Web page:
When I googled the term ‘green metals’, a flood of pictures turned up advertising for companies that either recycle metals or exploit metals in mines. Only a few of the sites mention metals that actually have a green color. It seems to me that what is now being sold under the term ‘green metals’ is just an effort by the mining industry to jump on the current bandwagon and to profit from climate change and the transition to new technologies.
What is completely forgotten in this recurrent discourse, and many lacking geological knowledge are making their voices heard in these public debates, is that metals have been formed through various geological processes and are nothing else but an assortment of different chemical substances.
Mining metals means the release of these various chemical elements into nature. Storage of mining waste and processing of mined rocks will therefore inevitably lead to large-scale environmental damage, not to mention the impact on ground water resources. This has been shown over and over again. It is today often forgotten that heaps and mining waste from old mines in many parts of Sweden constantly leak toxic elements into the ground water.
What is also hardly ever mentioned in the current debate of combating climate change, is that mining industries are among the largest emitters of carbon dioxide and contribute directly to climate change. More mines will mean more emissions. It is also rarely mentioned that extraction and processing of metals and minerals contributes to air pollution and health impacts. All this is detailed in the report Global Resources Outlook 2019.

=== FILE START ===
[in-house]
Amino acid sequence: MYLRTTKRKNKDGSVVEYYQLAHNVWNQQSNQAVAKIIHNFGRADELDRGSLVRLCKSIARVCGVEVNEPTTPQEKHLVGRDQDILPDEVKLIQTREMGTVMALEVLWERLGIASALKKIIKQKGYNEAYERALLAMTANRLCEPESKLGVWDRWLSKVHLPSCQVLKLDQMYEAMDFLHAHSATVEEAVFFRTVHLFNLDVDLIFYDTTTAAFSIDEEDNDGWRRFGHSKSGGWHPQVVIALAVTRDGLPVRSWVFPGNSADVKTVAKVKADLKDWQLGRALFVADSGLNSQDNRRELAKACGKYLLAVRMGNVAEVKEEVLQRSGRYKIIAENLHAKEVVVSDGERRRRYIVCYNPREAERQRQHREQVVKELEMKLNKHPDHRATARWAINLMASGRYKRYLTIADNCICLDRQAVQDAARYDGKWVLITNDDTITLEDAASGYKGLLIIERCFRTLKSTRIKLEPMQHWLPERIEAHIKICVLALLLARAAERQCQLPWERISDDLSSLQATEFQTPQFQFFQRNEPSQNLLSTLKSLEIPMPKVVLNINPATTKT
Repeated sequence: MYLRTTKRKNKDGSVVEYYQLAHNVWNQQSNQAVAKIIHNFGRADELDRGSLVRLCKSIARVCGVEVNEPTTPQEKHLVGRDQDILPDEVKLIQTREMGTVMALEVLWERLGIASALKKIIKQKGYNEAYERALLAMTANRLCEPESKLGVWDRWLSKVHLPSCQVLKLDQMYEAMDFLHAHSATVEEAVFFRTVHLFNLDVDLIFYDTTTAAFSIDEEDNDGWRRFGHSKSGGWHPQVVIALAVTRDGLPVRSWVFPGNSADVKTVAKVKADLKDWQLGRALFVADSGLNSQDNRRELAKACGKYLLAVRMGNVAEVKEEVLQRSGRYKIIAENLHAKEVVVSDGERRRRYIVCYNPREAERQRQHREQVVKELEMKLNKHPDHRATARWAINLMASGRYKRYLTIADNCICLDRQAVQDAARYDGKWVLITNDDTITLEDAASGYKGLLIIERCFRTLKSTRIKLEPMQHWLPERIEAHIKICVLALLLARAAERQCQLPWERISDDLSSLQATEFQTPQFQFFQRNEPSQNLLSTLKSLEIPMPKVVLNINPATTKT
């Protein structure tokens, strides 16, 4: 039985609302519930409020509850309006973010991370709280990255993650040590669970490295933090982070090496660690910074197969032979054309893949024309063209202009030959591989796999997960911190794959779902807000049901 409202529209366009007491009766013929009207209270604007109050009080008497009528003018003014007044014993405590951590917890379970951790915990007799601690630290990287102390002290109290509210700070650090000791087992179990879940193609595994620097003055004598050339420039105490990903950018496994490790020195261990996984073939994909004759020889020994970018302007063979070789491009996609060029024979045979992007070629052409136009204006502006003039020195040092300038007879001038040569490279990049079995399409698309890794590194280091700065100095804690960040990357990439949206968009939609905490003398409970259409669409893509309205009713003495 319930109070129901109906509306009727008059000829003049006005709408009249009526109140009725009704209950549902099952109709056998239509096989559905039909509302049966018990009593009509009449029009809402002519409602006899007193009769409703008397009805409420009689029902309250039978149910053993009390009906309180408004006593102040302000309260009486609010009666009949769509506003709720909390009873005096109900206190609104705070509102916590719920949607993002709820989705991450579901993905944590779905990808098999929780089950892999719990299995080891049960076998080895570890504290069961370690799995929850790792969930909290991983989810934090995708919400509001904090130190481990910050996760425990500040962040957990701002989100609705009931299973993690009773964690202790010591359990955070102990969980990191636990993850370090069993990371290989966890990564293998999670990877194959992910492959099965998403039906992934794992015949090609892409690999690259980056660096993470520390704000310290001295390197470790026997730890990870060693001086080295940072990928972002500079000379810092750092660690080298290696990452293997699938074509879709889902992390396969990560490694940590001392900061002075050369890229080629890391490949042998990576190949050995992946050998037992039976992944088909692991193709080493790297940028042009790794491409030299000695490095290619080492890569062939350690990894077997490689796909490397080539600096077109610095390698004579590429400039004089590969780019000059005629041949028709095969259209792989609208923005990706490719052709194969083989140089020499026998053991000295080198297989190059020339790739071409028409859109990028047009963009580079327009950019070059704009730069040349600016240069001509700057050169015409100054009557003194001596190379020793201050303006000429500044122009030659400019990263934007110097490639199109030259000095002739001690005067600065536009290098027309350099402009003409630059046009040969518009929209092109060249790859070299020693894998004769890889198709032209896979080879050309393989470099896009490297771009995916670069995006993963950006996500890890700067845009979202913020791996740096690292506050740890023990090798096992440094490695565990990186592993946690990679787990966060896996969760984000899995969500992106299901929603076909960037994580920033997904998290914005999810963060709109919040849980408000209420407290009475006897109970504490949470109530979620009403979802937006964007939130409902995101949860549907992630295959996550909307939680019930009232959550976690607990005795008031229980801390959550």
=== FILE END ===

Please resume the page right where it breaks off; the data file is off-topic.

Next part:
What is also hardly ever mentioned when writers advocate opening new mines is that metals and minerals, which are geological resources, are abundant in parts of the Globe, but are nevertheless not endlessly available. Geological resources do not form within weeks or years, but on long geological time scales. And with geological time scales I mean hundred of thousands and millions of years.
What is also never really said is that the economy of mining depends on the price of the metals in question. If prices go up, then mining is economically viable and mining companies can earn a lot of money. When prices go down, a mining company may go bankrupt and may abandon the mine and leaves the country.
Really sustainable mining, which by the way does not exist anywhere, would mean redefining the whole mining process and adopting really strict environmental laws without any loopholes. This in turn will entail enormous costs for a mining company and accordingly very high raw material prices. And who is willing to pay such high prices?
So why not focus first of all on new technologies that will allow recycling existing mining and electronic waste and on laws that force companies to design manufacturing so that metals and electronic waste can easily be recycled?
The most recent ASX announcement of ScandiVanadium of December 18 has made headlines in several regional newspapers and in Swedish TV. What is the whole thing about and why does it create such an interest?
The only thing that ScandiVanadium now did was to provide an update of their results from the drill core investigation at Lybymosse. This update is basically the same as what has been stated in the ASX Announcement of November 29. The only difference is that the media has suddenly picked up the ‘new’ information, probably as a result of ScandiVanadium’s intensified charm offensive towards media and local population.
What ScandiVanadium writes in the most recent ASX Announcement is that the target area (Lyby close to Hörby) contains 116.9 million tonnes @ 0.39% V2O5 (vanadium pentoxide). At first sight the 116.9 million tonnes sound much, but on what are these estimates actually based upon?